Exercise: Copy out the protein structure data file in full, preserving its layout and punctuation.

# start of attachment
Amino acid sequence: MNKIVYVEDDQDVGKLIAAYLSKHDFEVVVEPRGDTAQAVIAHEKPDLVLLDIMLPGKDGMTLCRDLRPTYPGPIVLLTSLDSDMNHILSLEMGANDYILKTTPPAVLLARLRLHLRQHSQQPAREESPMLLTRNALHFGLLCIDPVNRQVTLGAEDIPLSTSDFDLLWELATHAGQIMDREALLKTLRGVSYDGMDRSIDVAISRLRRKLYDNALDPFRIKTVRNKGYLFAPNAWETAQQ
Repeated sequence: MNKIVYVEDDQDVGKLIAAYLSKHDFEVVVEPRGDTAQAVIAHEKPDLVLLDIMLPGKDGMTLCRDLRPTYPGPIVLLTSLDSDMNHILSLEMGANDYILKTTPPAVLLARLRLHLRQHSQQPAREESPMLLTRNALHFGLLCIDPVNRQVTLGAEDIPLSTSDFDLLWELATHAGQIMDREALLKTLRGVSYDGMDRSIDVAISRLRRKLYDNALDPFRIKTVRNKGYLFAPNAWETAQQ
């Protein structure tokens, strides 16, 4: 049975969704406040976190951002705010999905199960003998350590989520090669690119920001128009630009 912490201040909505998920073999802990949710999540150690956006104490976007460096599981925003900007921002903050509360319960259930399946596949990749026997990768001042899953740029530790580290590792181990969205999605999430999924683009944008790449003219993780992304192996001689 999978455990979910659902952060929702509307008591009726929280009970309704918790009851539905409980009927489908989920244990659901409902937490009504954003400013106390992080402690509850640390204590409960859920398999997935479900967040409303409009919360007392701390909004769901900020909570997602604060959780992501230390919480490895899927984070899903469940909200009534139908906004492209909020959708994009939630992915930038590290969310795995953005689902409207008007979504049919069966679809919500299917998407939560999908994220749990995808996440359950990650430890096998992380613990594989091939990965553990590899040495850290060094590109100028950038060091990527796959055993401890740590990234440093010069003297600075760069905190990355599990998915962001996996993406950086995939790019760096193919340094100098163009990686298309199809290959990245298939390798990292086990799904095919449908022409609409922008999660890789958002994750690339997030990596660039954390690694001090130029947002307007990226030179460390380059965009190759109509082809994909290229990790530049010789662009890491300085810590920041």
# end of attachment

Amino acid sequence: MNKIVYVEDDQDVGKLIAAYLSKHDFEVVVEPRGDTAQAVIAHEKPDLVLLDIMLPGKDGMTLCRDLRPTYPGPIVLLTSLDSDMNHILSLEMGANDYILKTTPPAVLLARLRLHLRQHSQQPAREESPMLLTRNALHFGLLCIDPVNRQVTLGAEDIPLSTSDFDLLWELATHAGQIMDREALLKTLRGVSYDGMDRSIDVAISRLRRKLYDNALDPFRIKTVRNKGYLFAPNAWETAQQ
Repeated sequence: MNKIVYVEDDQDVGKLIAAYLSKHDFEVVVEPRGDTAQAVIAHEKPDLVLLDIMLPGKDGMTLCRDLRPTYPGPIVLLTSLDSDMNHILSLEMGANDYILKTTPPAVLLARLRLHLRQHSQQPAREESPMLLTRNALHFGLLCIDPVNRQVTLGAEDIPLSTSDFDLLWELATHAGQIMDREALLKTLRGVSYDGMDRSIDVAISRLRRKLYDNALDPFRIKTVRNKGYLFAPNAWETAQQ
């Protein structure tokens, strides 16, 4: 049975969704406040976190951002705010999905199960003998350590989520090669690119920001128009630009 912490201040909505998920073999802990949710999540150690956006104490976007460096599981925003900007921002903050509360319960259930399946596949990749026997990768001042899953740029530790580290590792181990969205999605999430999924683009944008790449003219993780992304192996001689 999978455990979910659902952060929702509307008591009726929280009970309704918790009851539905409980009927489908989920244990659901409902937490009504954003400013106390992080402690509850640390204590409960859920398999997935479900967040409303409009919360007392701390909004769901900020909570997602604060959780992501230390919480490895899927984070899903469940909200009534139908906004492209909020959708994009939630992915930038590290969310795995953005689902409207008007979504049919069966679809919500299917998407939560999908994220749990995808996440359950990650430890096998992380613990594989091939990965553990590899040495850290060094590109100028950038060091990527796959055993401890740590990234440093010069003297600075760069905190990355599990998915962001996996993406950086995939790019760096193919340094100098163009990686298309199809290959990245298939390798990292086990799904095919449908022409609409922008999660890789958002994750690339997030990596660039954390690694001090130029947002307007990226030179460390380059965009190759109509082809994909290229990790530049010789662009890491300085810590920041």